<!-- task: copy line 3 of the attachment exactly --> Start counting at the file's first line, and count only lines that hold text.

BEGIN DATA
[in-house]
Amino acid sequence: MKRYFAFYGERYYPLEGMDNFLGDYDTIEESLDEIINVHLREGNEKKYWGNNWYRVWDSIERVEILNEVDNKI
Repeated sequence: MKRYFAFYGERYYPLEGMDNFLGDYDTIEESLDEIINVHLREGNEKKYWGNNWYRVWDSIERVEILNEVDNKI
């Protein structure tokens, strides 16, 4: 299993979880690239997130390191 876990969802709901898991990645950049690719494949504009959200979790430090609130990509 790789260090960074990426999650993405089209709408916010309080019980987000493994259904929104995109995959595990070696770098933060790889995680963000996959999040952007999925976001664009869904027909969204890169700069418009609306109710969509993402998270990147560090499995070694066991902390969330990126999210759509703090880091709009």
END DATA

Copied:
Repeated sequence: MKRYFAFYGERYYPLEGMDNFLGDYDTIEESLDEIINVHLREGNEKKYWGNNWYRVWDSIERVEILNEVDNKI